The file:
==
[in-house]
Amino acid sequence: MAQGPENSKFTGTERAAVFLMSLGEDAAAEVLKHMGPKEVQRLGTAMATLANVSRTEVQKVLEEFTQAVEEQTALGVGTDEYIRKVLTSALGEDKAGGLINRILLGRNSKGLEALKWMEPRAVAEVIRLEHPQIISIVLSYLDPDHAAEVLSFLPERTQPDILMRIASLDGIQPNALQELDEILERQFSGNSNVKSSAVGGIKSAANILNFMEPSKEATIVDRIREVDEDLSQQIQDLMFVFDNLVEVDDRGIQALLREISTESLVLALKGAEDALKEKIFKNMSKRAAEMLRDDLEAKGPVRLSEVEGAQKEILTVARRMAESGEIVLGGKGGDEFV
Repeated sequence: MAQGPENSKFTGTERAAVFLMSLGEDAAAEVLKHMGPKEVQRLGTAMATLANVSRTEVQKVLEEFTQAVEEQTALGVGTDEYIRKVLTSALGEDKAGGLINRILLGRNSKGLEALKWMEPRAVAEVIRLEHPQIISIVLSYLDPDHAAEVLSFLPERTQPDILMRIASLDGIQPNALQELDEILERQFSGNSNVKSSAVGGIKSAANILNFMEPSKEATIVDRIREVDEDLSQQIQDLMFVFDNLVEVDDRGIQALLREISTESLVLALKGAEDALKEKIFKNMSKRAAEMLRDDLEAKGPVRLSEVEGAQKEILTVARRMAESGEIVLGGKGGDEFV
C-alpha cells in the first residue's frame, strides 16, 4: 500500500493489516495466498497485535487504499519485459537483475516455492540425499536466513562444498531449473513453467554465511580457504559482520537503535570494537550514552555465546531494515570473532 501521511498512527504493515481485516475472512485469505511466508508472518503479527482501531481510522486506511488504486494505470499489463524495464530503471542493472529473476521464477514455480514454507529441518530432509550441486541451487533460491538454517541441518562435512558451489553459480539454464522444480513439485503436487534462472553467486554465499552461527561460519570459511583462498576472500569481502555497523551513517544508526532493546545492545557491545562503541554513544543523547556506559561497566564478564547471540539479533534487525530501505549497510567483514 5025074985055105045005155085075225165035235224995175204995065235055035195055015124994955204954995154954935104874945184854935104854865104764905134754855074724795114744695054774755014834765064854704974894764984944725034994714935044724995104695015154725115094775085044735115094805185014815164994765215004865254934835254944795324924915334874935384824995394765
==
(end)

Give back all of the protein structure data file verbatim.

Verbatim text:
[in-house]
Amino acid sequence: MAQGPENSKFTGTERAAVFLMSLGEDAAAEVLKHMGPKEVQRLGTAMATLANVSRTEVQKVLEEFTQAVEEQTALGVGTDEYIRKVLTSALGEDKAGGLINRILLGRNSKGLEALKWMEPRAVAEVIRLEHPQIISIVLSYLDPDHAAEVLSFLPERTQPDILMRIASLDGIQPNALQELDEILERQFSGNSNVKSSAVGGIKSAANILNFMEPSKEATIVDRIREVDEDLSQQIQDLMFVFDNLVEVDDRGIQALLREISTESLVLALKGAEDALKEKIFKNMSKRAAEMLRDDLEAKGPVRLSEVEGAQKEILTVARRMAESGEIVLGGKGGDEFV
Repeated sequence: MAQGPENSKFTGTERAAVFLMSLGEDAAAEVLKHMGPKEVQRLGTAMATLANVSRTEVQKVLEEFTQAVEEQTALGVGTDEYIRKVLTSALGEDKAGGLINRILLGRNSKGLEALKWMEPRAVAEVIRLEHPQIISIVLSYLDPDHAAEVLSFLPERTQPDILMRIASLDGIQPNALQELDEILERQFSGNSNVKSSAVGGIKSAANILNFMEPSKEATIVDRIREVDEDLSQQIQDLMFVFDNLVEVDDRGIQALLREISTESLVLALKGAEDALKEKIFKNMSKRAAEMLRDDLEAKGPVRLSEVEGAQKEILTVARRMAESGEIVLGGKGGDEFV
C-alpha cells in the first residue's frame, strides 16, 4: 500500500493489516495466498497485535487504499519485459537483475516455492540425499536466513562444498531449473513453467554465511580457504559482520537503535570494537550514552555465546531494515570473532 501521511498512527504493515481485516475472512485469505511466508508472518503479527482501531481510522486506511488504486494505470499489463524495464530503471542493472529473476521464477514455480514454507529441518530432509550441486541451487533460491538454517541441518562435512558451489553459480539454464522444480513439485503436487534462472553467486554465499552461527561460519570459511583462498576472500569481502555497523551513517544508526532493546545492545557491545562503541554513544543523547556506559561497566564478564547471540539479533534487525530501505549497510567483514 5025074985055105045005155085075225165035235224995175204995065235055035195055015124994955204954995154954935104874945184854935104854865104764905134754855074724795114744695054774755014834765064854704974894764984944725034994714935044724995104695015154725115094775085044735115094805185014815164994765215004865254934835254944795324924915334874935384824995394765